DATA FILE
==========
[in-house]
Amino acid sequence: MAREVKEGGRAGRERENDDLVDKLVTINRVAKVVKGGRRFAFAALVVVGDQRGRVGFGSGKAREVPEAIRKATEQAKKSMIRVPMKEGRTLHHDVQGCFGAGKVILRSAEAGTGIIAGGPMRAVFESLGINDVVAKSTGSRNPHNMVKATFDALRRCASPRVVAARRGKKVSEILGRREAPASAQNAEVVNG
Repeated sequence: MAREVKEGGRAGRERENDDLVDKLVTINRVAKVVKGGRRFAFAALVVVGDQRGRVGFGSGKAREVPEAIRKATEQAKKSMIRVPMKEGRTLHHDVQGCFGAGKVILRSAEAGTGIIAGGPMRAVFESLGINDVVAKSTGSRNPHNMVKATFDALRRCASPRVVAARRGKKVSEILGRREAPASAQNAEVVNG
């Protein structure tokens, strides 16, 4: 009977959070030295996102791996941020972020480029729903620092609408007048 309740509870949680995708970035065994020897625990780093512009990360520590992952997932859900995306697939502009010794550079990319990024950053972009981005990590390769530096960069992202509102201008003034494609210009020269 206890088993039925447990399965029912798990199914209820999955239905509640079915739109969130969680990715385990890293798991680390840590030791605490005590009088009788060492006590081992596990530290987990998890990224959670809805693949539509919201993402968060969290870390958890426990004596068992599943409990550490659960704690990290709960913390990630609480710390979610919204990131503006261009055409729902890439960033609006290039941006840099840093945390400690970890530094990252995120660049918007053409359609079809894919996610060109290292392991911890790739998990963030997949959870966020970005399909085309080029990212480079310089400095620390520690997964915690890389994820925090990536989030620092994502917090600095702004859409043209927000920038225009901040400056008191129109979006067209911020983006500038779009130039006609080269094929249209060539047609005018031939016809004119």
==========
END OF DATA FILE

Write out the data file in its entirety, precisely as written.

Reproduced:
[in-house]
Amino acid sequence: MAREVKEGGRAGRERENDDLVDKLVTINRVAKVVKGGRRFAFAALVVVGDQRGRVGFGSGKAREVPEAIRKATEQAKKSMIRVPMKEGRTLHHDVQGCFGAGKVILRSAEAGTGIIAGGPMRAVFESLGINDVVAKSTGSRNPHNMVKATFDALRRCASPRVVAARRGKKVSEILGRREAPASAQNAEVVNG
Repeated sequence: MAREVKEGGRAGRERENDDLVDKLVTINRVAKVVKGGRRFAFAALVVVGDQRGRVGFGSGKAREVPEAIRKATEQAKKSMIRVPMKEGRTLHHDVQGCFGAGKVILRSAEAGTGIIAGGPMRAVFESLGINDVVAKSTGSRNPHNMVKATFDALRRCASPRVVAARRGKKVSEILGRREAPASAQNAEVVNG
């Protein structure tokens, strides 16, 4: 009977959070030295996102791996941020972020480029729903620092609408007048 309740509870949680995708970035065994020897625990780093512009990360520590992952997932859900995306697939502009010794550079990319990024950053972009981005990590390769530096960069992202509102201008003034494609210009020269 206890088993039925447990399965029912798990199914209820999955239905509640079915739109969130969680990715385990890293798991680390840590030791605490005590009088009788060492006590081992596990530290987990998890990224959670809805693949539509919201993402968060969290870390958890426990004596068992599943409990550490659960704690990290709960913390990630609480710390979610919204990131503006261009055409729902890439960033609006290039941006840099840093945390400690970890530094990252995120660049918007053409359609079809894919996610060109290292392991911890790739998990963030997949959870966020970005399909085309080029990212480079310089400095620390520690997964915690890389994820925090990536989030620092994502917090600095702004859409043209927000920038225009901040400056008191129109979006067209911020983006500038779009130039006609080269094929249209060539047609005018031939016809004119």